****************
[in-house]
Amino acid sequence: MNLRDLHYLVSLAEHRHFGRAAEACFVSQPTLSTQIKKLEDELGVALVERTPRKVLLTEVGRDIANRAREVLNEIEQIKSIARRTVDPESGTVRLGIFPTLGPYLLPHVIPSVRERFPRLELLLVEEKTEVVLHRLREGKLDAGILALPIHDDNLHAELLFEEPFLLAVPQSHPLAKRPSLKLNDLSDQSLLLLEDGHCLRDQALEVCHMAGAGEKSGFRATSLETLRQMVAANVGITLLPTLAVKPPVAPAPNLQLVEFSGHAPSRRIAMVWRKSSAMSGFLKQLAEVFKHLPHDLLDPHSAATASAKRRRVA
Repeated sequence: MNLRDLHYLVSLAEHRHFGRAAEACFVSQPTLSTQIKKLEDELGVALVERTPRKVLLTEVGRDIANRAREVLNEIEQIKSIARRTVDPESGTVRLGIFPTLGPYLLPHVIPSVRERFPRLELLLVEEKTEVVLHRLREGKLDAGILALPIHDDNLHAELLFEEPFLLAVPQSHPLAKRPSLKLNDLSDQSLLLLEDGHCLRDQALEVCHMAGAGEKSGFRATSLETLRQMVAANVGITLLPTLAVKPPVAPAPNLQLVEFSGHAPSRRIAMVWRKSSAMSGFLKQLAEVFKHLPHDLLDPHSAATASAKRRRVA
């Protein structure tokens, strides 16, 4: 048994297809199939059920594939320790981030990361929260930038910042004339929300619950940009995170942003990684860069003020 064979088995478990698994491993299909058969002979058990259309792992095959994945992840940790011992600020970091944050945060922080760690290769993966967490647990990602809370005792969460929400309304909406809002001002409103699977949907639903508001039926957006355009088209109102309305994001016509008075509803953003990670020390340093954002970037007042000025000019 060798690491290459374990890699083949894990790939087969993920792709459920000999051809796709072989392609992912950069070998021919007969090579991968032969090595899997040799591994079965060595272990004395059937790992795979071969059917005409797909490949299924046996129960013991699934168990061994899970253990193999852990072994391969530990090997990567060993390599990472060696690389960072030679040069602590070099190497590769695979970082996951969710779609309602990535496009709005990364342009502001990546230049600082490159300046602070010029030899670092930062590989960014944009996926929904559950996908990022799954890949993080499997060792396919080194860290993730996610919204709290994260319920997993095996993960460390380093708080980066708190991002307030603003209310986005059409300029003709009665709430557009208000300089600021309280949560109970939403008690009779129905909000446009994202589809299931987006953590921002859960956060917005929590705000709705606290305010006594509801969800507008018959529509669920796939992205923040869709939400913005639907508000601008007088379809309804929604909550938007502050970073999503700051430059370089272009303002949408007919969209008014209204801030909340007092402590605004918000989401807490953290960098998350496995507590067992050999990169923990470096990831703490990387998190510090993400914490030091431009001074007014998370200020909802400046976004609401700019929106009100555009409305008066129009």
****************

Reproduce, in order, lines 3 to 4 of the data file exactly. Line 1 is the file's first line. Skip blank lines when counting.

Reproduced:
Repeated sequence: MNLRDLHYLVSLAEHRHFGRAAEACFVSQPTLSTQIKKLEDELGVALVERTPRKVLLTEVGRDIANRAREVLNEIEQIKSIARRTVDPESGTVRLGIFPTLGPYLLPHVIPSVRERFPRLELLLVEEKTEVVLHRLREGKLDAGILALPIHDDNLHAELLFEEPFLLAVPQSHPLAKRPSLKLNDLSDQSLLLLEDGHCLRDQALEVCHMAGAGEKSGFRATSLETLRQMVAANVGITLLPTLAVKPPVAPAPNLQLVEFSGHAPSRRIAMVWRKSSAMSGFLKQLAEVFKHLPHDLLDPHSAATASAKRRRVA
């Protein structure tokens, strides 16, 4: 048994297809199939059920594939320790981030990361929260930038910042004339929300619950940009995170942003990684860069003020 064979088995478990698994491993299909058969002979058990259309792992095959994945992840940790011992600020970091944050945060922080760690290769993966967490647990990602809370005792969460929400309304909406809002001002409103699977949907639903508001039926957006355009088209109102309305994001016509008075509803953003990670020390340093954002970037007042000025000019 060798690491290459374990890699083949894990790939087969993920792709459920000999051809796709072989392609992912950069070998021919007969090579991968032969090595899997040799591994079965060595272990004395059937790992795979071969059917005409797909490949299924046996129960013991699934168990061994899970253990193999852990072994391969530990090997990567060993390599990472060696690389960072030679040069602590070099190497590769695979970082996951969710779609309602990535496009709005990364342009502001990546230049600082490159300046602070010029030899670092930062590989960014944009996926929904559950996908990022799954890949993080499997060792396919080194860290993730996610919204709290994260319920997993095996993960460390380093708080980066708190991002307030603003209310986005059409300029003709009665709430557009208000300089600021309280949560109970939403008690009779129905909000446009994202589809299931987006953590921002859960956060917005929590705000709705606290305010006594509801969800507008018959529509669920796939992205923040869709939400913005639907508000601008007088379809309804929604909550938007502050970073999503700051430059370089272009303002949408007919969209008014209204801030909340007092402590605004918000989401807490953290960098998350496995507590067992050999990169923990470096990831703490990387998190510090993400914490030091431009001074007014998370200020909802400046976004609401700019929106009100555009409305008066129009």